“It is in Norway’s interest that our allies practice and operate alongside us in our regions. With an on-going war in Europe, unity in NATO is more important than ever to safeguard our collective security. This is a practical example of this”, says the chief of the Norwegian fleet, Commodore Trond Gimmingsrud.
This is the new normal
In May, the world’s largest warship, USS Gerald R. Ford, conducted several training missions and exercises along the Norwegian coast. Allied presence in Norway and along our coast is part of the new normal situation.
“When our allies gain experience operating in our area, it builds security for Norway and assurance for our people. By operating together, we become synchronised in procedures, and we learn how to better utilise each other’s sensors and weapons. These are crucial factors in a crisis or conflict where we need to secure sea lines of communication, receive allied reinforcements and combat a threat”, Gimmingsrud adds.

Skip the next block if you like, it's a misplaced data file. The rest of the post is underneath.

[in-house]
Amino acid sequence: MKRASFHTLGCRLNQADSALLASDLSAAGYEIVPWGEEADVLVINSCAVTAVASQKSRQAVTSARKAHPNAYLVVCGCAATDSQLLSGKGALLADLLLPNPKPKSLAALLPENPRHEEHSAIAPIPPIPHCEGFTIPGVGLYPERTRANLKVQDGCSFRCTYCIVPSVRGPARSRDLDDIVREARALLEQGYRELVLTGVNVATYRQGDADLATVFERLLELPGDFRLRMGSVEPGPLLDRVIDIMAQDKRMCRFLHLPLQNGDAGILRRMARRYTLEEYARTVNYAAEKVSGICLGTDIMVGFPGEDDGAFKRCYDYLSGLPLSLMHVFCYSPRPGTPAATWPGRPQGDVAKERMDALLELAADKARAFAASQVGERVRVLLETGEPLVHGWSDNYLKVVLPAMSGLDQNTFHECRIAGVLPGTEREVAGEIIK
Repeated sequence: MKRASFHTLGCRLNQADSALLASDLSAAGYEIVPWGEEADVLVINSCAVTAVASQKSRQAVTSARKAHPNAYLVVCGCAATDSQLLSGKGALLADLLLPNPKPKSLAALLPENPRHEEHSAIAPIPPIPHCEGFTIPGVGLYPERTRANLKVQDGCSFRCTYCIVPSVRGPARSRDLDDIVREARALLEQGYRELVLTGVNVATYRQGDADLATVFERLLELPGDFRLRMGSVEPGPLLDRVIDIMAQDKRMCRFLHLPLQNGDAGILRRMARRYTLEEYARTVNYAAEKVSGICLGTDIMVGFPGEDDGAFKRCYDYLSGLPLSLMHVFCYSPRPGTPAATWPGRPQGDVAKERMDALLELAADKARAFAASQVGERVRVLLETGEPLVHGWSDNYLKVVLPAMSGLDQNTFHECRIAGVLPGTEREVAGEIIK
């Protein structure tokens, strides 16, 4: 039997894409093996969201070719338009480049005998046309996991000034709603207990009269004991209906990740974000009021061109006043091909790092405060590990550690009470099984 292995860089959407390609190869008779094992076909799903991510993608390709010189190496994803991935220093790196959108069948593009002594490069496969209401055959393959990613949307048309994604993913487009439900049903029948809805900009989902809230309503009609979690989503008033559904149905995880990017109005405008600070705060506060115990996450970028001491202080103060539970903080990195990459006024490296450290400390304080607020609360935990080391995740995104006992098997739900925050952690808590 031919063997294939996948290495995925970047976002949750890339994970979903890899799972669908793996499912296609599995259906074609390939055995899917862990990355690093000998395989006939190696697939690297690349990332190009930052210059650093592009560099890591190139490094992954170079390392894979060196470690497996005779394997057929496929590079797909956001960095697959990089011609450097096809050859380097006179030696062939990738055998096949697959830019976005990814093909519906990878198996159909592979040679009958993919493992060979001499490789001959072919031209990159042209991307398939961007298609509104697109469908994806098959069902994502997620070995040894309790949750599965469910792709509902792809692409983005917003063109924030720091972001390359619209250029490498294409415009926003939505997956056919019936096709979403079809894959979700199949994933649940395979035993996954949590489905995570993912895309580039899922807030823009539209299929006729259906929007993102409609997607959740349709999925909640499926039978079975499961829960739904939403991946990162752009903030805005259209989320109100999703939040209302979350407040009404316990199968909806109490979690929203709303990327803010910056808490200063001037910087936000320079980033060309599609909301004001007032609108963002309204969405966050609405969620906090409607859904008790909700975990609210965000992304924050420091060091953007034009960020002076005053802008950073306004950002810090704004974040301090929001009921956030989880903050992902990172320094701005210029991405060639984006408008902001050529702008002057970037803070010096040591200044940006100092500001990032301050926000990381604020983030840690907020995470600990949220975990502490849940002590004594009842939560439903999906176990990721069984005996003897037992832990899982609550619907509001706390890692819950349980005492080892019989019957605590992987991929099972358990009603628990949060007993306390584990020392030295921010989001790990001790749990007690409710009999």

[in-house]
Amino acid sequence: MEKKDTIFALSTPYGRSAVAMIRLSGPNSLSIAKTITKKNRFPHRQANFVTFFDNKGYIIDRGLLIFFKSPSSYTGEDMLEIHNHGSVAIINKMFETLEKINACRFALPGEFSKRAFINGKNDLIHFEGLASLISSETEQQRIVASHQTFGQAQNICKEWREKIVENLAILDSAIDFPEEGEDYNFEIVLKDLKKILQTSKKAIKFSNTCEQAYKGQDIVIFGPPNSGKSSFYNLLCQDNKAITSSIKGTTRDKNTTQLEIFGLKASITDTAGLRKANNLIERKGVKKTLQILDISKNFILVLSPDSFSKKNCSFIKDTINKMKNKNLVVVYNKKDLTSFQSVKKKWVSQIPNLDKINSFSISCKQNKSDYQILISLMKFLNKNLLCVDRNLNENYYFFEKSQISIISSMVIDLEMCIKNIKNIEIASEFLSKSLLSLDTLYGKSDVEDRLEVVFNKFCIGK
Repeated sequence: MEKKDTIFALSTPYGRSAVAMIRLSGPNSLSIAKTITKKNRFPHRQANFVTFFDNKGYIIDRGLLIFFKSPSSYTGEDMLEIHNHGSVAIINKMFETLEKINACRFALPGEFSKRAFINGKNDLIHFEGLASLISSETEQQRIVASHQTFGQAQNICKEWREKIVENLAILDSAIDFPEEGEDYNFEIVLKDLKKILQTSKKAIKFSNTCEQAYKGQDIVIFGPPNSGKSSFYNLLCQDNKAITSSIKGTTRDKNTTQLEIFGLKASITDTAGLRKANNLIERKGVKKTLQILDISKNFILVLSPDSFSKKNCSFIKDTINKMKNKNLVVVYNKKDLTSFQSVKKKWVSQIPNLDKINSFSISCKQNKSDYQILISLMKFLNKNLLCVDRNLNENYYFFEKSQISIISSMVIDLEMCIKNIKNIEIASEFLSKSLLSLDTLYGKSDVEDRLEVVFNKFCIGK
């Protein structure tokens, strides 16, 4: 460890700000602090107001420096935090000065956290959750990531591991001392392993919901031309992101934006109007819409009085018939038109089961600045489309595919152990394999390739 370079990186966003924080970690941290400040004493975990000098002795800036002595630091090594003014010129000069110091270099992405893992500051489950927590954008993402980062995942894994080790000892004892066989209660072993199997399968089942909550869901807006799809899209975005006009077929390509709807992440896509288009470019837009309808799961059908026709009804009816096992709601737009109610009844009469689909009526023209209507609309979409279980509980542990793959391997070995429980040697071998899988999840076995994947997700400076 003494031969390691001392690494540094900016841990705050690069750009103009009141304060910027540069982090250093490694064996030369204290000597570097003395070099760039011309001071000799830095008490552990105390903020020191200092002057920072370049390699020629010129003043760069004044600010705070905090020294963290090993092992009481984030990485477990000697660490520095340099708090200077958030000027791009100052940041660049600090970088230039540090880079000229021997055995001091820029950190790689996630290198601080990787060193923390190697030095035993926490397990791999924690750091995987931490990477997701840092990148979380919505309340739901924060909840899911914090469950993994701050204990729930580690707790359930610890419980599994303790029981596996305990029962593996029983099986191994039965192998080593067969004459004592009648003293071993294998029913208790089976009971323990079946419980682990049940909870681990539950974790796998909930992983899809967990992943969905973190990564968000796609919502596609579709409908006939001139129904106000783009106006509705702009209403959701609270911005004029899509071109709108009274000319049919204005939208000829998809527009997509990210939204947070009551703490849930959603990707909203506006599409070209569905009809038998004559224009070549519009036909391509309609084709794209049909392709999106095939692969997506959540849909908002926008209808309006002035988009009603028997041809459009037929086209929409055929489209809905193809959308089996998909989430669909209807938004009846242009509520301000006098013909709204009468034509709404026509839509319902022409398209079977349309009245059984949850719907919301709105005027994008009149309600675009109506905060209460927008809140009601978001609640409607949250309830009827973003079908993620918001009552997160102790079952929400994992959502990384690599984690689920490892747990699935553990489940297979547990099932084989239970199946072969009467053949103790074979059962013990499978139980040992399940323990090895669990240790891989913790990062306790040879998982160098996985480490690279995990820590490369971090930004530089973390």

Allied forces at sea and in the air
The Carrier Strike Group is led by the Royal Navy flagship HMS Queen Elizabeth and is operating under the Joint Expeditionary Force (JEF) framework. This includes warships from the United Kingdom, Norway and the Netherlands – all of which are part of the Joint Expeditionary Force (JEF). Additionally, there are warships from Germany, Belgium and France, as well as aircraft from the United Kingdom, the United States, Norway, Finland, and Sweden.
Norway participates with frigate HNoMS Otto Sverdrup, the logistics vessel HNoMS Maud. Along with the vessels, F-35 aircraft from the Royal Norwegian Air Force will train closely integrated with British vessels and F-35 aircraft.
Furthermore, the Norwegian Cyber Defence will support the participating units with communication and access to communication infrastructure.